TROY — Joyce Koopman’s name may sound familiar to older students who remember her as a language arts and social studies teacher for the Blue Crew at Van Cleve Sixth Grade Building.
She said she did a lot of activity-based teaching, which she presented at several conferences.
“A popular activity was Word Above The Head, where instead of a matching worksheet, I would put kids up at the board, write a word above their head and kids who were left at their seats would give clues as to what the word was,” she said. “It was a way to liven up class and it was a way to take out the paperwork.”
Koopman knew she wanted to go into school administration, so she completed her coursework a couple of years ago. When the opportunity came to become assistant principal at Concord Elementary School, she decided to jump in and got the job.
“Being at Van Cleve gave me a unique perspective as a teacher because kids come to you from every elementary, so nothing really surprised me as far as the students coming here since I already have taught Concord kids for the past eight years,” she said.
A typical day as Concord’s assistant principal entails a little bit of everything and aren’t always the same. In the morning she comes in and meets with some of the teachers.
“Sometimes I hop around the rooms and ask teachers questions or I do drop-off duty,” she said.
From 9-11 a.m. she takes care of miscellaneous items, such as setting up the computer program MobiMac for the 600 students at Concord, meeting about a schedule or note-taking on some students.
From 11 a.m. to 12:30 she helps with lunch, and 1-3 p.m. is student time. 3:30 is assisting with pick-up.
She said she hasn’t quite gotten used to sitting at her office desk after spending so many years walking around teaching, so she makes sure she gets to the classrooms to show teachers she can help them if need be.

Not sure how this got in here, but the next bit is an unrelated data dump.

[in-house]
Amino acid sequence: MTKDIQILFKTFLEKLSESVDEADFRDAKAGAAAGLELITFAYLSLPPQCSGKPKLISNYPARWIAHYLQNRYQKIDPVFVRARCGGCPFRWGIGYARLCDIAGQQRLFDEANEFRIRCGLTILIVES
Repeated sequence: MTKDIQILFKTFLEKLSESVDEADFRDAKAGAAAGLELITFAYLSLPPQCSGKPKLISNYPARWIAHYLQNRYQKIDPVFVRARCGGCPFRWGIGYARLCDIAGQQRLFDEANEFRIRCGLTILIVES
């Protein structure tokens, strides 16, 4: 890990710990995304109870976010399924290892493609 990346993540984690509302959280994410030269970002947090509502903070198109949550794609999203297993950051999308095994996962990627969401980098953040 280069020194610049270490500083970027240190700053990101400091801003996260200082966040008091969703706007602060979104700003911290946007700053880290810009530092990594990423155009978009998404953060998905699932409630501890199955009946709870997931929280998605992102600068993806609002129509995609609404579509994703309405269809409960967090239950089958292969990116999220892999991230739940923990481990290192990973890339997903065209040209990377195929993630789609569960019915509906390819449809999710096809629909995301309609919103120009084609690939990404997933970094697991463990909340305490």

“I’m incredibly impressed with the teachers here and I’ve offered my help if anyone needs help with a mini-lesson or if I can read to a group of students,” she said. “A few of the teachers have said, ‘Yeah, come into my room, I’m reading to some kids. It’s a similar style of ‘how can I help?’”
Most of the differences in the elementary children compared to the students she taught at Van Cleve stems from nature. Koopman remarked that she has gotten to see the educational progression as students get older.
“When they’re younger, you do a lot more modeling correct behaviors,” she said. “At Van Cleve, they know how to sit down, they know how to be quiet. I’ve had some a-ha moments from my perspective of ‘that’s how they get the kids to do that’ and when they came to me in sixth grade the systems were so well in place that you kind of take them for granted. They’ve laid the groundwork over here.”
Education is very much a family business. Her husband Brad teaches seventh and eighth grade at Tipp City, where he has taught for six years. The Koopmans have three children: Noah, who is 5 and beginning kindergarten; Camille, age 3; and Ava, who is 10 months old.
The family lives in Versailles, where Koopman is a native. In her downtime she is an avid runner, having ran three or four half-marathons, and their family loves being outside and going on a lot of nature walks at different state parks around the area.
“We’re a big sports family, and since my husband coaches baseball, the kids grow up around a lot of ball parks,” she said.
Koopman’s goal as assistant principal to to help the staff in any way she can so students can continue to get an excellent education.
“It’s all about the students and what’s best for them,” she said. “I think the most important thing about being an administrator is that it’s always best for them and therefore, how can we make that happen.”
Reach Allison C. Gallagher at email@example.com or on Twitter @Troydailynews.